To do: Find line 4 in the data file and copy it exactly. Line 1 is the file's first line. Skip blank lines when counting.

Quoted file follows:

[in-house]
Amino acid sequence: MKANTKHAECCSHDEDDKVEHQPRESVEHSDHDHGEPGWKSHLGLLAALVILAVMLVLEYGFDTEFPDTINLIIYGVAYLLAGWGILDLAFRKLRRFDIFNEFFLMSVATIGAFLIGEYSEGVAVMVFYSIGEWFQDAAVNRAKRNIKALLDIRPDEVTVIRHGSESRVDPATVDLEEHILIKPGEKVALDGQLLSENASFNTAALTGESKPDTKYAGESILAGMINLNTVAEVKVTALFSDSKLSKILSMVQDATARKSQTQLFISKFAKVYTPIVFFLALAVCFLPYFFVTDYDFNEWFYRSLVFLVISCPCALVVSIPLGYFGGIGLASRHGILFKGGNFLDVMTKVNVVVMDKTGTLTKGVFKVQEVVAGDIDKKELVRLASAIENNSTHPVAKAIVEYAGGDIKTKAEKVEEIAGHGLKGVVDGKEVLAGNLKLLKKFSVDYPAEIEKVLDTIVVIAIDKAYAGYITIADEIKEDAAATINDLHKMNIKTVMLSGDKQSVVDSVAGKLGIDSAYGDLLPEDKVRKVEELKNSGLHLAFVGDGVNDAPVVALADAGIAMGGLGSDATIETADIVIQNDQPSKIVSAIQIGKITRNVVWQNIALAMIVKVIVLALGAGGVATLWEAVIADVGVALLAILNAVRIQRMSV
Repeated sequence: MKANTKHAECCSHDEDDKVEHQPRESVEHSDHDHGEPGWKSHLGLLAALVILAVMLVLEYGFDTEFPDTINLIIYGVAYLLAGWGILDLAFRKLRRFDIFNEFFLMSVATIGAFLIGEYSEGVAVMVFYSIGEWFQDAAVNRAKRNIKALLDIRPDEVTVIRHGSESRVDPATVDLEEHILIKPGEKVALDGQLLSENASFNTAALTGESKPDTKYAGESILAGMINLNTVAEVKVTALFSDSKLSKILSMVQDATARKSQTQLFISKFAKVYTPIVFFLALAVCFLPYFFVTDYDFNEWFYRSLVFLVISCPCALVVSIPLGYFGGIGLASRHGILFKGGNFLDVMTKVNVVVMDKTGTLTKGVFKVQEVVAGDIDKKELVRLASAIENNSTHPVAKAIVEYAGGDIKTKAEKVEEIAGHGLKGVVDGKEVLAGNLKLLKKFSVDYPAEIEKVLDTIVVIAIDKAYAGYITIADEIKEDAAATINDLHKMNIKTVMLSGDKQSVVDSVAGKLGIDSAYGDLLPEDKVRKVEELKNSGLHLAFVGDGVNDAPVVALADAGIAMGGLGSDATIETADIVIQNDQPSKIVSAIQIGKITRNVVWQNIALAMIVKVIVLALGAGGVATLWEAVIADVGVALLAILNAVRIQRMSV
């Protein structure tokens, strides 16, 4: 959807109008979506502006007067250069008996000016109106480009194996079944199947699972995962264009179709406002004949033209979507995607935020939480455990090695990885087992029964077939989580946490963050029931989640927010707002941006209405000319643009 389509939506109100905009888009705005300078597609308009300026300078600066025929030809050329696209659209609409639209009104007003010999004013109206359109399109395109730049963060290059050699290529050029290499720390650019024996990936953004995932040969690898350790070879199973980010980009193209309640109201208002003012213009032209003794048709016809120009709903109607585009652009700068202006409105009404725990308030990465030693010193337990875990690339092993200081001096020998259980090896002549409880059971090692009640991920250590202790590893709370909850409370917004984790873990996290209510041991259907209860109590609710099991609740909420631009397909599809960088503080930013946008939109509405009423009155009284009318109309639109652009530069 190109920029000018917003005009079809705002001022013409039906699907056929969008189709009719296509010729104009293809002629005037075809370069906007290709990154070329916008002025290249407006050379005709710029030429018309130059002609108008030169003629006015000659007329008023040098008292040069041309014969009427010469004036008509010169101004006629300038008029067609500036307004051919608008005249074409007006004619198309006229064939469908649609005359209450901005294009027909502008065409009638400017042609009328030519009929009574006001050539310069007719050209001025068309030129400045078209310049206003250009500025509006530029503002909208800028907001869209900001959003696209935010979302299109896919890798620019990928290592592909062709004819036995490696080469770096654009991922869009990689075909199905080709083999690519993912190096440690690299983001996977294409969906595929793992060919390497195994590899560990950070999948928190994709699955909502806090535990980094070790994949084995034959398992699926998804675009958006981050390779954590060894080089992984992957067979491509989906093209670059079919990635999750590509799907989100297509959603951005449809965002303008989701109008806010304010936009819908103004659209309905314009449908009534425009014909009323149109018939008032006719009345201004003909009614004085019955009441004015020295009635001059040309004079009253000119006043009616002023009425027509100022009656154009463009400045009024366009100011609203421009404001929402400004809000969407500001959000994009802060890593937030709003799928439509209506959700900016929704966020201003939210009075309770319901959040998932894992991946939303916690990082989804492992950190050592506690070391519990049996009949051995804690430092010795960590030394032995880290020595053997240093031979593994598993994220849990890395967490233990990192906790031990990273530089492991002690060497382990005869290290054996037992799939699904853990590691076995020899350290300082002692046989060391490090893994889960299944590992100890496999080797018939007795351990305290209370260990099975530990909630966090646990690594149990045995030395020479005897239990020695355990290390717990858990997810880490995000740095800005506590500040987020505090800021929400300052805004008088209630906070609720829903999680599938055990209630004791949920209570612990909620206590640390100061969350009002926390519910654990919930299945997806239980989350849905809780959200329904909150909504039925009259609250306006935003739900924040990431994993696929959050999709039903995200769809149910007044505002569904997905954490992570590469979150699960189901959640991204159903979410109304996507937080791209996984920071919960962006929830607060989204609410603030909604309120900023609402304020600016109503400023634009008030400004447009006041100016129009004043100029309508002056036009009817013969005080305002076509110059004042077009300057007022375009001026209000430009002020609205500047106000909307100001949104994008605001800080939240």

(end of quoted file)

């Protein structure tokens, strides 16, 4: 959807109008979506502006007067250069008996000016109106480009194996079944199947699972995962264009179709406002004949033209979507995607935020939480455990090695990885087992029964077939989580946490963050029931989640927010707002941006209405000319643009 389509939506109100905009888009705005300078597609308009300026300078600066025929030809050329696209659209609409639209009104007003010999004013109206359109399109395109730049963060290059050699290529050029290499720390650019024996990936953004995932040969690898350790070879199973980010980009193209309640109201208002003012213009032209003794048709016809120009709903109607585009652009700068202006409105009404725990308030990465030693010193337990875990690339092993200081001096020998259980090896002549409880059971090692009640991920250590202790590893709370909850409370917004984790873990996290209510041991259907209860109590609710099991609740909420631009397909599809960088503080930013946008939109509405009423009155009284009318109309639109652009530069 190109920029000018917003005009079809705002001022013409039906699907056929969008189709009719296509010729104009293809002629005037075809370069906007290709990154070329916008002025290249407006050379005709710029030429018309130059002609108008030169003629006015000659007329008023040098008292040069041309014969009427010469004036008509010169101004006629300038008029067609500036307004051919608008005249074409007006004619198309006229064939469908649609005359209450901005294009027909502008065409009638400017042609009328030519009929009574006001050539310069007719050209001025068309030129400045078209310049206003250009500025509006530029503002909208800028907001869209900001959003696209935010979302299109896919890798620019990928290592592909062709004819036995490696080469770096654009991922869009990689075909199905080709083999690519993912190096440690690299983001996977294409969906595929793992060919390497195994590899560990950070999948928190994709699955909502806090535990980094070790994949084995034959398992699926998804675009958006981050390779954590060894080089992984992957067979491509989906093209670059079919990635999750590509799907989100297509959603951005449809965002303008989701109008806010304010936009819908103004659209309905314009449908009534425009014909009323149109018939008032006719009345201004003909009614004085019955009441004015020295009635001059040309004079009253000119006043009616002023009425027509100022009656154009463009400045009024366009100011609203421009404001929402400004809000969407500001959000994009802060890593937030709003799928439509209506959700900016929704966020201003939210009075309770319901959040998932894992991946939303916690990082989804492992950190050592506690070391519990049996009949051995804690430092010795960590030394032995880290020595053997240093031979593994598993994220849990890395967490233990990192906790031990990273530089492991002690060497382990005869290290054996037992799939699904853990590691076995020899350290300082002692046989060391490090893994889960299944590992100890496999080797018939007795351990305290209370260990099975530990909630966090646990690594149990045995030395020479005897239990020695355990290390717990858990997810880490995000740095800005506590500040987020505090800021929400300052805004008088209630906070609720829903999680599938055990209630004791949920209570612990909620206590640390100061969350009002926390519910654990919930299945997806239980989350849905809780959200329904909150909504039925009259609250306006935003739900924040990431994993696929959050999709039903995200769809149910007044505002569904997905954490992570590469979150699960189901959640991204159903979410109304996507937080791209996984920071919960962006929830607060989204609410603030909604309120900023609402304020600016109503400023634009008030400004447009006041100016129009004043100029309508002056036009009817013969005080305002076509110059004042077009300057007022375009001026209000430009002020609205500047106000909307100001949104994008605001800080939240």